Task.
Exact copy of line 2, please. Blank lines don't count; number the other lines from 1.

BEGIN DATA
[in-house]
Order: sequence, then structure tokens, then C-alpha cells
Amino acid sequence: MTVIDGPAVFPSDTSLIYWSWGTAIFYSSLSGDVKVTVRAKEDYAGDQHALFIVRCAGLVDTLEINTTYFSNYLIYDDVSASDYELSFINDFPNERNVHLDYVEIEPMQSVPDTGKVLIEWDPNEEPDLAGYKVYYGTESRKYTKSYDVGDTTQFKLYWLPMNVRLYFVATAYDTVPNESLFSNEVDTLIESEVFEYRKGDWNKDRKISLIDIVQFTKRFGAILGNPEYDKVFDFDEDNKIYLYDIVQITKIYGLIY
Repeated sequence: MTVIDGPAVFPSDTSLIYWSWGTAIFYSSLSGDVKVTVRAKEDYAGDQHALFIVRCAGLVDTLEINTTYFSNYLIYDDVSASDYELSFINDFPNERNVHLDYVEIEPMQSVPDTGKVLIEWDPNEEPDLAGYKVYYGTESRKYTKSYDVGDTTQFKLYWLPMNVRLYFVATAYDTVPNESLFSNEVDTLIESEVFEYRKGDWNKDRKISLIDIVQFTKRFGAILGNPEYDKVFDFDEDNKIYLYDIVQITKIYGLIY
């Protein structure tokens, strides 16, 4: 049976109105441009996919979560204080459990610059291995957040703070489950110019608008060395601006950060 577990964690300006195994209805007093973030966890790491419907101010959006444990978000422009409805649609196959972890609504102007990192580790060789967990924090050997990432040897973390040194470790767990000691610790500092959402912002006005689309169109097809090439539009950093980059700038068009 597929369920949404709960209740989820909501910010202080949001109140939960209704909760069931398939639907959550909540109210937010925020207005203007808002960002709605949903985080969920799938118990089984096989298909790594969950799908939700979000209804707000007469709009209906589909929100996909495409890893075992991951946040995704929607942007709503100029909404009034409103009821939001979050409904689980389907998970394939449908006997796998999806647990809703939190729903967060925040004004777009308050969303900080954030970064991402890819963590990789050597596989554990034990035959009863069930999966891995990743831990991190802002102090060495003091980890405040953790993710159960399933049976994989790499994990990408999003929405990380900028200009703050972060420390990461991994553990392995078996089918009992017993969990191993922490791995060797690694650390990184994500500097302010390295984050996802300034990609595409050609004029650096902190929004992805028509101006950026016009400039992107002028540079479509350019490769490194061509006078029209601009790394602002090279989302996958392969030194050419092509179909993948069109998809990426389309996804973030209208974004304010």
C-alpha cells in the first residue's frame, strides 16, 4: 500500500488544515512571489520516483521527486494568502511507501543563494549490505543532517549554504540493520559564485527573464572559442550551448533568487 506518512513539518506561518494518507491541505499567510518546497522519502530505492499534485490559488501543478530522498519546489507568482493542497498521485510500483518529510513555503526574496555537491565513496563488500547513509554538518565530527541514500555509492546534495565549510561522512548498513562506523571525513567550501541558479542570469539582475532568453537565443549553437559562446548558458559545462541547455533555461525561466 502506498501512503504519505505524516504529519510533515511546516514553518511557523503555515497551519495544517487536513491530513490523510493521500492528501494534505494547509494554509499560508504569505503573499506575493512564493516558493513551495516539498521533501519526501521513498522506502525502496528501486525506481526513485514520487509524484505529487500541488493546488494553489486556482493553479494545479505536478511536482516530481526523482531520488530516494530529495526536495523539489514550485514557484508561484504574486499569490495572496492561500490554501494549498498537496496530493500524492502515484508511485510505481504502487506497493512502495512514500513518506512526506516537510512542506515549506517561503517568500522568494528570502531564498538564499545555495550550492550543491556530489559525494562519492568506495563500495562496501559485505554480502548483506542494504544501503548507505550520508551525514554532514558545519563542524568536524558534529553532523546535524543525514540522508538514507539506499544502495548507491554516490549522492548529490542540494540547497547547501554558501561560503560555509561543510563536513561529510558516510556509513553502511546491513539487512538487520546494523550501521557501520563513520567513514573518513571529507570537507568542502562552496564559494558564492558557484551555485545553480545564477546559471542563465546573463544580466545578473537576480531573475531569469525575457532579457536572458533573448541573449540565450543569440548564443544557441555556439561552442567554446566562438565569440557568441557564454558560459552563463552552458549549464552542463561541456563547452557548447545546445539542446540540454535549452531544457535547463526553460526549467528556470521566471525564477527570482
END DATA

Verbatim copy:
Order: sequence, then structure tokens, then C-alpha cells